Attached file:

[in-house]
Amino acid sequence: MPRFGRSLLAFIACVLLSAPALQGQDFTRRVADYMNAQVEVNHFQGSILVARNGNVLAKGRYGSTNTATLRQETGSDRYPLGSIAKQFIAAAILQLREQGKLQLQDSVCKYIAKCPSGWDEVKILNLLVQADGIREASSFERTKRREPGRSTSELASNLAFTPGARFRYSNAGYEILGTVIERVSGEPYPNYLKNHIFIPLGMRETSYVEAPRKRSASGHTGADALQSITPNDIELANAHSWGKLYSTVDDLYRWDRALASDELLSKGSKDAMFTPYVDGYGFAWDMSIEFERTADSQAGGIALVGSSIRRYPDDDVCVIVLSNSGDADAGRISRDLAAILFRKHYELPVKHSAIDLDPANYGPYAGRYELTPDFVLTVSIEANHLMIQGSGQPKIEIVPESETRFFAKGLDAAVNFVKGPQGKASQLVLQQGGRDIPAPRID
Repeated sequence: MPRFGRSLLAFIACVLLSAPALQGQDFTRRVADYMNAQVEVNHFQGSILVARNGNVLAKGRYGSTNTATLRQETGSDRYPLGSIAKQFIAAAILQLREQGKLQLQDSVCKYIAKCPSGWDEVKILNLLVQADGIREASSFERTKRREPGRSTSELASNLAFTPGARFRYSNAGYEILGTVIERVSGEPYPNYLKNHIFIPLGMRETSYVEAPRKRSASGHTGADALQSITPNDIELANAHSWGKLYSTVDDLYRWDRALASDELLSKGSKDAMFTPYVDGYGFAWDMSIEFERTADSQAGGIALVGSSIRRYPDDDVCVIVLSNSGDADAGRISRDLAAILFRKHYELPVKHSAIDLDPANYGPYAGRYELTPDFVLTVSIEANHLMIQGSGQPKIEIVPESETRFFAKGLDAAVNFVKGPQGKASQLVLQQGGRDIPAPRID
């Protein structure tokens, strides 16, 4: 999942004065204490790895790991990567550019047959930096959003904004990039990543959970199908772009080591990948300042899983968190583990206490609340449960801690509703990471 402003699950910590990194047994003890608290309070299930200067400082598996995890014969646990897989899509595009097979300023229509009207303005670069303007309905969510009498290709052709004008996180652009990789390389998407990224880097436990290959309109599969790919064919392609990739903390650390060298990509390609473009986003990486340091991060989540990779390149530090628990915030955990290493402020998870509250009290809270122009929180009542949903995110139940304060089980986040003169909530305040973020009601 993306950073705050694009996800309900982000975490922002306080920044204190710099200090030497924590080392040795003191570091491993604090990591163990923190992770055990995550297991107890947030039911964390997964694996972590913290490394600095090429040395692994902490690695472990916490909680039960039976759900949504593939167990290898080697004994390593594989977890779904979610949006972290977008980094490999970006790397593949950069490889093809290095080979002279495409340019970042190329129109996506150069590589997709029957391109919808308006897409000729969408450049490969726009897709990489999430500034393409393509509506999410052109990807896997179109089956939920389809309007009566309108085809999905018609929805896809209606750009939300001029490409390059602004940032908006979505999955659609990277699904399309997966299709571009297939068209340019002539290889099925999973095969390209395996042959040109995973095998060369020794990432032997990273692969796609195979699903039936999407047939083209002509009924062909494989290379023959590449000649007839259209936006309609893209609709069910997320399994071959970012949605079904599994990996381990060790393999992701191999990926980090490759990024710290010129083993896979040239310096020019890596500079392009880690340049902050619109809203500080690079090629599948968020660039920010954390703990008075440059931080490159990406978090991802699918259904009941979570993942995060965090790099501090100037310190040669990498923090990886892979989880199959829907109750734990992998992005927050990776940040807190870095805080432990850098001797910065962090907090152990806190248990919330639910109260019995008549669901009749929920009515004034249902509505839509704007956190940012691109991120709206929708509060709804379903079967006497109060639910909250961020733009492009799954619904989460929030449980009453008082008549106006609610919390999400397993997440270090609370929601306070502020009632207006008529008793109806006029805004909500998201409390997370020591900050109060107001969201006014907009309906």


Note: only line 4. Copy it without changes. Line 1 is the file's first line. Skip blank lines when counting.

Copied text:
């Protein structure tokens, strides 16, 4: 999942004065204490790895790991990567550019047959930096959003904004990039990543959970199908772009080591990948300042899983968190583990206490609340449960801690509703990471 402003699950910590990194047994003890608290309070299930200067400082598996995890014969646990897989899509595009097979300023229509009207303005670069303007309905969510009498290709052709004008996180652009990789390389998407990224880097436990290959309109599969790919064919392609990739903390650390060298990509390609473009986003990486340091991060989540990779390149530090628990915030955990290493402020998870509250009290809270122009929180009542949903995110139940304060089980986040003169909530305040973020009601 993306950073705050694009996800309900982000975490922002306080920044204190710099200090030497924590080392040795003191570091491993604090990591163990923190992770055990995550297991107890947030039911964390997964694996972590913290490394600095090429040395692994902490690695472990916490909680039960039976759900949504593939167990290898080697004994390593594989977890779904979610949006972290977008980094490999970006790397593949950069490889093809290095080979002279495409340019970042190329129109996506150069590589997709029957391109919808308006897409000729969408450049490969726009897709990489999430500034393409393509509506999410052109990807896997179109089956939920389809309007009566309108085809999905018609929805896809209606750009939300001029490409390059602004940032908006979505999955659609990277699904399309997966299709571009297939068209340019002539290889099925999973095969390209395996042959040109995973095998060369020794990432032997990273692969796609195979699903039936999407047939083209002509009924062909494989290379023959590449000649007839259209936006309609893209609709069910997320399994071959970012949605079904599994990996381990060790393999992701191999990926980090490759990024710290010129083993896979040239310096020019890596500079392009880690340049902050619109809203500080690079090629599948968020660039920010954390703990008075440059931080490159990406978090991802699918259904009941979570993942995060965090790099501090100037310190040669990498923090990886892979989880199959829907109750734990992998992005927050990776940040807190870095805080432990850098001797910065962090907090152990806190248990919330639910109260019995008549669901009749929920009515004034249902509505839509704007956190940012691109991120709206929708509060709804379903079967006497109060639910909250961020733009492009799954619904989460929030449980009453008082008549106006609610919390999400397993997440270090609370929601306070502020009632207006008529008793109806006029805004909500998201409390997370020591900050109060107001969201006014907009309906």